Publication Year: 2009
Authors/Editor: Amering, Michaela; Schmolke, Margit
In a fresh and comprehensive look, this book covers definitions, concepts and developments as well as consequences for scientific and clinical responsibilities. Information on relevant history, state of the art and transformational efforts in mental health care is complemented by exemplary stories of people who created through their lives and work an evidence base and direction for recovery.
Recovery is widely endorsed as a guiding principle of mental health policy. Recovery brings new rules for services, e.g. user involvement and person-centred care, as well as new tools for clinical collaborations, e.g. shared decision making and psychiatric advance directives. These developments are complemented by new proposals regarding more ethically consistent anti-discrimination and involuntary treatment legislation, as well as participatory approaches to evidence-based medicine and policy.
Recovery is more than a bottom up movement turned into top down mental health policy in English-speaking countries. Recovery integrates concepts that have evolved internationally over a long time. It brings together major stakeholders and different professional groups in mental health, who share the aspiration to overcome current conceptual reductionism and prognostic negativism in psychiatry.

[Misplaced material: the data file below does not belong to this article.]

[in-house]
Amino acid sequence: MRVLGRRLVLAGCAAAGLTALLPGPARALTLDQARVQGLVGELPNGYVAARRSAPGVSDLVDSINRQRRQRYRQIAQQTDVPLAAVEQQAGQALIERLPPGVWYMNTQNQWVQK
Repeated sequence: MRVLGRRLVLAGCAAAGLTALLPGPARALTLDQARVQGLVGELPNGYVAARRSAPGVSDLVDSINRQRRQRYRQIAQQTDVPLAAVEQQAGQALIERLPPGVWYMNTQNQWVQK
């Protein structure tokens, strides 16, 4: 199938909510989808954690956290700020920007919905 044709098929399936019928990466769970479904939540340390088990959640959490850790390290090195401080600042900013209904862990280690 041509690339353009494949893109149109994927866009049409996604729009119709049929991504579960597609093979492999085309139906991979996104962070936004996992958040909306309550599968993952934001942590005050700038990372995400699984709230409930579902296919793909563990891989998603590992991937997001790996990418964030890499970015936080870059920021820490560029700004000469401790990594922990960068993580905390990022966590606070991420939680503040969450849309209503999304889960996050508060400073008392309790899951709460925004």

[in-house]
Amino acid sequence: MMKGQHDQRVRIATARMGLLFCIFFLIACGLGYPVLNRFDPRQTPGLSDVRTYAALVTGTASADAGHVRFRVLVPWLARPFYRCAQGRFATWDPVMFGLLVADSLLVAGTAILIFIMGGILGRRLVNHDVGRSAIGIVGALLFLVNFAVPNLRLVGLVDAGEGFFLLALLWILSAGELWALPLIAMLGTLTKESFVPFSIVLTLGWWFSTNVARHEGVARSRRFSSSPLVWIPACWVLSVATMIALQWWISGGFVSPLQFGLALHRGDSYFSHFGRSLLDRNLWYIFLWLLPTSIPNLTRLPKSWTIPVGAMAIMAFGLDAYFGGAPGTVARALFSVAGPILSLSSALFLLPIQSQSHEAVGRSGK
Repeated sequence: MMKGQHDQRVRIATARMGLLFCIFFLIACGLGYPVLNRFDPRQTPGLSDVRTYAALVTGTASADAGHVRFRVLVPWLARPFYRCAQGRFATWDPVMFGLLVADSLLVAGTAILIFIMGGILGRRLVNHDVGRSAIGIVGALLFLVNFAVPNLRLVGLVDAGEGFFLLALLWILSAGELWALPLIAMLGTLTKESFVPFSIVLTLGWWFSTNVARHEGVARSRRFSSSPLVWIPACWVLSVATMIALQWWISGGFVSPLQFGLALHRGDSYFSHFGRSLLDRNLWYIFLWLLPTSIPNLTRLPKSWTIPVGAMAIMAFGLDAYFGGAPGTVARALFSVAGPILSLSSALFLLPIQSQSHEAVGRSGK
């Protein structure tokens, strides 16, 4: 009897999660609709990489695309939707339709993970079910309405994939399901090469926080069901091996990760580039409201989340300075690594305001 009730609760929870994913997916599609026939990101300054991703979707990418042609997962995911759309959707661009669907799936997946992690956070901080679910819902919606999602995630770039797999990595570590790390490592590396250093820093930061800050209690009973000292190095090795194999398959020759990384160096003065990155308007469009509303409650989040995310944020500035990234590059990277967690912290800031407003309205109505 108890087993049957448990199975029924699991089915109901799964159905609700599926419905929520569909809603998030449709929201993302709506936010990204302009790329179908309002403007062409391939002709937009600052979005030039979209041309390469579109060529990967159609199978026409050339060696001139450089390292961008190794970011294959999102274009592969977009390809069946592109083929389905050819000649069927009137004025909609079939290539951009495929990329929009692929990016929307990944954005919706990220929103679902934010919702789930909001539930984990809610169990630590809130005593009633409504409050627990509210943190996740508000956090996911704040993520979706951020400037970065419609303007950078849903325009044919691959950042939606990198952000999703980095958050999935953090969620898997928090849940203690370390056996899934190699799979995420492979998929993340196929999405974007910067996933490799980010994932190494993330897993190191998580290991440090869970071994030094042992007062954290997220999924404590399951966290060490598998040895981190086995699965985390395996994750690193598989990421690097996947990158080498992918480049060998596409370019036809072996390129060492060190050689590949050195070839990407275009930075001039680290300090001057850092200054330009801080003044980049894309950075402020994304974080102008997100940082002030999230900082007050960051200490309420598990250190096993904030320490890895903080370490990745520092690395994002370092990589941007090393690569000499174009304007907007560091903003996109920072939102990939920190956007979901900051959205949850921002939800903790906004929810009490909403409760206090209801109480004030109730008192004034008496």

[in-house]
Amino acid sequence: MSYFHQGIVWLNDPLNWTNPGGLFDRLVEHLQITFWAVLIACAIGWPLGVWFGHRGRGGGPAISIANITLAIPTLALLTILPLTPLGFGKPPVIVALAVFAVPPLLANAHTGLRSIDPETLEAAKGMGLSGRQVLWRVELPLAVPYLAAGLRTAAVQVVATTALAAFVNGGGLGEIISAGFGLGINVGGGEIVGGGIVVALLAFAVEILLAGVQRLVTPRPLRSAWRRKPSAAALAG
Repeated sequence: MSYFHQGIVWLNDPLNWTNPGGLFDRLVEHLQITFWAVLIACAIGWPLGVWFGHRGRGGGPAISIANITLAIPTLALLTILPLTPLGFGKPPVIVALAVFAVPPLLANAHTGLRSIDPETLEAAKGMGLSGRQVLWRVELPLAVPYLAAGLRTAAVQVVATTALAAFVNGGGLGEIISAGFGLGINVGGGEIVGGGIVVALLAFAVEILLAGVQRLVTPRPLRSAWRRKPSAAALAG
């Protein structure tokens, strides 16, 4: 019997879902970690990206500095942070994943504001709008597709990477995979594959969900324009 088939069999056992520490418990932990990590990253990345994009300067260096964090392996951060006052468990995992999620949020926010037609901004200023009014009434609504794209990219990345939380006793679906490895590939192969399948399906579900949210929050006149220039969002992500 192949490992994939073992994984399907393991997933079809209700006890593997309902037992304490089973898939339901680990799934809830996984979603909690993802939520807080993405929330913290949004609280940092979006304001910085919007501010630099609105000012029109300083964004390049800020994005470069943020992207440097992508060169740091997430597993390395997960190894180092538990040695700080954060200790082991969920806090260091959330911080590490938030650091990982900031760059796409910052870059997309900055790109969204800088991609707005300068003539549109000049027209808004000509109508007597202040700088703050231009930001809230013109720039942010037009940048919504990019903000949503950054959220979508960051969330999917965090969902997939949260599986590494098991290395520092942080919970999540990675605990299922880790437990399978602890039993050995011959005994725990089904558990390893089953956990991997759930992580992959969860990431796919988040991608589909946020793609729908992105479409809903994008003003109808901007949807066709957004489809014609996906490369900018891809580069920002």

Recovery is the consequence of the achievements of the user movement. Most conceptual considerations and decisions have evolved from collaborations between people with and without a lived experience of mental health problems and the psychiatric service system. Many of the most influential publications have been written by users and ex-users of services and work-groups that have brought together individuals with and without personal experiences as psychiatric patients.
This book was originally published in German. The translation has been fully revised, references have been amended to include the English-language literature and new material has been added to reflect recent developments. It features a Foreword by Helen Glover who relates how there is more to recovery than the absence or presence of symptoms and how health care professionals should embrace the growing evidence that people can reclaim their lives and often thrive beyond the experience of a mental illness.